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1972 Catalogue Front Cover, Courtesy of Steve Rowley, Staffordshire, England

This is some information concerning the Selmer factory in Theobalds Road, Holborn, London. It was situated on the first floor of a building behind Holborn library. They also had a warehouse in Clerkenwell for guitars, drums, saxophones etc.

Click HERE for a layout of the factory which Allan has drawn from memory.

I must have joined Selmer when I was about 18 in 1965/66, and stayed until they moved to Braintree. After that I joined Dallas Arbiter who at the time handled Framus, Fender and Gretsch in about 1969.

I knew very little about amps when I started. I was in a GPO telephone apprenticeship but heard from our singer's father of a job at Selmer. At the time, in fact, I was using a Zodiac 30, with the magic eye tremolo speed indicator.

A chap called John Weir was in charge of the testing department where I worked, although within a year he moved to design & development. John Crocker, a few years older than me and confined to a wheelchair, made up the team together with a middle-aged lady called Mary who was an amp visual inspector.

Apparently, just before I joined Ronnie Lane and Kenny Jones were working with a Polish chap called Felix boxing up the amp chassis's and fitting speakers. They of course had formed the Small Faces. Other "name" visitors during my years at Selmer were Pink Floyd, The Equals (Eddie Grant), The Bachelors, Status Quo and Graham Bond, who came in dressed in a big black cloak and played Bach on one of the Lowery organs.

At first, I was put on inspecting the circuit boards for amps such as the Treble'n'Bass 50 and Zodiac : they had just changed from the crocodile-skin effect coverings to the dark blue/black cabinets. Soon, I was being shown how to test amps, with a signal generator and an oscilloscope. We would have little pictures of how the square wave should look when put through the pre-amp. Remember the push-button tone selectors that put different capacitor/resistor networks in series with the signal ?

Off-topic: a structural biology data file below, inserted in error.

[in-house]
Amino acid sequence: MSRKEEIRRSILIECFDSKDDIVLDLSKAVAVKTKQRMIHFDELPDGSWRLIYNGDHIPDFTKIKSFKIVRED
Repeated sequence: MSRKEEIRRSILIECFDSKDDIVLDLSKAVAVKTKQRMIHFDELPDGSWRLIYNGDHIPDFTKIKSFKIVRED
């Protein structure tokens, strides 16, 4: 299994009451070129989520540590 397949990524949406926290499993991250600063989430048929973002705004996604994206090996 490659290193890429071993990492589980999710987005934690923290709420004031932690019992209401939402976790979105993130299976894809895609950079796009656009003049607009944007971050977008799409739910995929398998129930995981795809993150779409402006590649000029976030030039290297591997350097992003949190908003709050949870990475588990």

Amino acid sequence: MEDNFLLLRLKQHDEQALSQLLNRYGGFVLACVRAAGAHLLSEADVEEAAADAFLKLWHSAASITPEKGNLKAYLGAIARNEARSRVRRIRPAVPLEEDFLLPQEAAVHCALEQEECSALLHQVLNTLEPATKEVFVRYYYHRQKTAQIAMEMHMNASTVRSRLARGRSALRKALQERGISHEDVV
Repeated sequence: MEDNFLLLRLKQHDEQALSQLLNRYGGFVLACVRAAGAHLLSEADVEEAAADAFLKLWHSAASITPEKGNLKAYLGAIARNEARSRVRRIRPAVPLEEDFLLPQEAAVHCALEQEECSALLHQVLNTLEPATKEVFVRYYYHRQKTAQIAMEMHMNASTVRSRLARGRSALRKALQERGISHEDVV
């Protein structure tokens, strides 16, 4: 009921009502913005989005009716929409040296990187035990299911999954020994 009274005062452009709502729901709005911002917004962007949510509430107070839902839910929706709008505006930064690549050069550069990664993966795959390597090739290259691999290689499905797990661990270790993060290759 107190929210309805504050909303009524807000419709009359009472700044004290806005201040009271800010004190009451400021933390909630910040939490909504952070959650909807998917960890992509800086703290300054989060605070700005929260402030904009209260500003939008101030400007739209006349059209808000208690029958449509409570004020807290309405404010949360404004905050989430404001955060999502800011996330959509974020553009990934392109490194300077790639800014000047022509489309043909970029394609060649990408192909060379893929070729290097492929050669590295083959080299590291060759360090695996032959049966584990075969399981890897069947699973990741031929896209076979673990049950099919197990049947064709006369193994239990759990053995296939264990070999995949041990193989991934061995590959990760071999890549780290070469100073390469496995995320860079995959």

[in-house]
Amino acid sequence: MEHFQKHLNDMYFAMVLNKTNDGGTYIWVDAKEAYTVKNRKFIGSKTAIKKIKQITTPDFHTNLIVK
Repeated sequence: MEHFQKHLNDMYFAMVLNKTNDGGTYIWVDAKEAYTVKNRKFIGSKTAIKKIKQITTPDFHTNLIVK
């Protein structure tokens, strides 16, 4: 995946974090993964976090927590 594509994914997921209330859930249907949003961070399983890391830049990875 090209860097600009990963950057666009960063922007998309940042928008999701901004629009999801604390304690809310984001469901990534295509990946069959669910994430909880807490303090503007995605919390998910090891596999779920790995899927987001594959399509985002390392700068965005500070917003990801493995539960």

Initially I worked on a bench next to Mary but eventually graduated to the yellow test room with John Crocker. Plugging in a newly wired amp could be interesting. Sometimes the large smoothing capacitors were connected the wrong way round and exploded in your face ! Bits of silver foil and wax paper would float down from the ceiling of the test room for about five minutes and the test engineer would be temporarily blinded.

A team of male contract wirers were brought in soon after I joined, and this caused a lot of upset with the female staff wirers as the men were paid two or three times as much. They were given the first run of the PA 100, 4 channels and 4 EL34's. Their work was not very good and for the rest of the time, management stuck with the normal set of girls. A chap called Dick Twydell was the factory manager.

Once Felix and his lads had bolted all the speakers in and fixed the amp chassis in the cabinets, they would go to the test room to be plugged in to the two test instruments, a red Strat and a red Precision Bass. Some interesting people came and went in that job : the most notable was a chap who went on to join Atomic Rooster, a band formed by the organist of The Crazy World Of Arthur Brown. My favourite was a chap called Don Gillis who was a great bass player : we formed a band for a while.